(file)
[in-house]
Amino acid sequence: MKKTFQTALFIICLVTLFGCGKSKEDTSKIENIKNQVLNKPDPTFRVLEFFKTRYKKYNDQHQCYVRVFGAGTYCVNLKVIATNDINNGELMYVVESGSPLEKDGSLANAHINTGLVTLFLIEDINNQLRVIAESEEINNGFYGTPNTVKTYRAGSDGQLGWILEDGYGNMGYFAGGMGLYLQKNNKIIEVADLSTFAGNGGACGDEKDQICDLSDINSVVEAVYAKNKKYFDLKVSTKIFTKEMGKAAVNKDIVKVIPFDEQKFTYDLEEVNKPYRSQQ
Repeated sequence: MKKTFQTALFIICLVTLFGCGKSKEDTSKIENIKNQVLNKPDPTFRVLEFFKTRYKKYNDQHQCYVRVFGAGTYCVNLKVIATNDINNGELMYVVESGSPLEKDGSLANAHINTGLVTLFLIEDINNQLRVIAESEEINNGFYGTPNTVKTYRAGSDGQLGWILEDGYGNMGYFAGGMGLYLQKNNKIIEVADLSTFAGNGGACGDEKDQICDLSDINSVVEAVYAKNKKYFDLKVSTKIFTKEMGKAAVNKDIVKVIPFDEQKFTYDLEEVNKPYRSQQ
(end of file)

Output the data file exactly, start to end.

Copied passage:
[in-house]
Amino acid sequence: MKKTFQTALFIICLVTLFGCGKSKEDTSKIENIKNQVLNKPDPTFRVLEFFKTRYKKYNDQHQCYVRVFGAGTYCVNLKVIATNDINNGELMYVVESGSPLEKDGSLANAHINTGLVTLFLIEDINNQLRVIAESEEINNGFYGTPNTVKTYRAGSDGQLGWILEDGYGNMGYFAGGMGLYLQKNNKIIEVADLSTFAGNGGACGDEKDQICDLSDINSVVEAVYAKNKKYFDLKVSTKIFTKEMGKAAVNKDIVKVIPFDEQKFTYDLEEVNKPYRSQQ
Repeated sequence: MKKTFQTALFIICLVTLFGCGKSKEDTSKIENIKNQVLNKPDPTFRVLEFFKTRYKKYNDQHQCYVRVFGAGTYCVNLKVIATNDINNGELMYVVESGSPLEKDGSLANAHINTGLVTLFLIEDINNQLRVIAESEEINNGFYGTPNTVKTYRAGSDGQLGWILEDGYGNMGYFAGGMGLYLQKNNKIIEVADLSTFAGNGGACGDEKDQICDLSDINSVVEAVYAKNKKYFDLKVSTKIFTKEMGKAAVNKDIVKVIPFDEQKFTYDLEEVNKPYRSQQ